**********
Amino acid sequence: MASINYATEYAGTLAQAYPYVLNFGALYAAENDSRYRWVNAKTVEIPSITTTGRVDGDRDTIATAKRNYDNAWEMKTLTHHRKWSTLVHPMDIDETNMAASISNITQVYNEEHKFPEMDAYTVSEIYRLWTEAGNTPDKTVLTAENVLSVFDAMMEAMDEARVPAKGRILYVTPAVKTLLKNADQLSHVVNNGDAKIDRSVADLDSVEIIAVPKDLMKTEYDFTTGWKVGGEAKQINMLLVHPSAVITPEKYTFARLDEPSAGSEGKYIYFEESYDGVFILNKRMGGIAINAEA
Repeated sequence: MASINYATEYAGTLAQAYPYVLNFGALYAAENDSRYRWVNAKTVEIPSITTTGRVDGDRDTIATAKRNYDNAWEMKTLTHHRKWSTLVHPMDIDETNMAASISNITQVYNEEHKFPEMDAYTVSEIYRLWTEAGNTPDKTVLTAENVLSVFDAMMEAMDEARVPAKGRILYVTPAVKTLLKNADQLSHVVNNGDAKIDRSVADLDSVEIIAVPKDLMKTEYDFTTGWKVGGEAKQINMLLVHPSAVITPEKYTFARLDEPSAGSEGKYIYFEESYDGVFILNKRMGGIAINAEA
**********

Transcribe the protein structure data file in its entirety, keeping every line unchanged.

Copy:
Amino acid sequence: MASINYATEYAGTLAQAYPYVLNFGALYAAENDSRYRWVNAKTVEIPSITTTGRVDGDRDTIATAKRNYDNAWEMKTLTHHRKWSTLVHPMDIDETNMAASISNITQVYNEEHKFPEMDAYTVSEIYRLWTEAGNTPDKTVLTAENVLSVFDAMMEAMDEARVPAKGRILYVTPAVKTLLKNADQLSHVVNNGDAKIDRSVADLDSVEIIAVPKDLMKTEYDFTTGWKVGGEAKQINMLLVHPSAVITPEKYTFARLDEPSAGSEGKYIYFEESYDGVFILNKRMGGIAINAEA
Repeated sequence: MASINYATEYAGTLAQAYPYVLNFGALYAAENDSRYRWVNAKTVEIPSITTTGRVDGDRDTIATAKRNYDNAWEMKTLTHHRKWSTLVHPMDIDETNMAASISNITQVYNEEHKFPEMDAYTVSEIYRLWTEAGNTPDKTVLTAENVLSVFDAMMEAMDEARVPAKGRILYVTPAVKTLLKNADQLSHVVNNGDAKIDRSVADLDSVEIIAVPKDLMKTEYDFTTGWKVGGEAKQINMLLVHPSAVITPEKYTFARLDEPSAGSEGKYIYFEESYDGVFILNKRMGGIAINAEA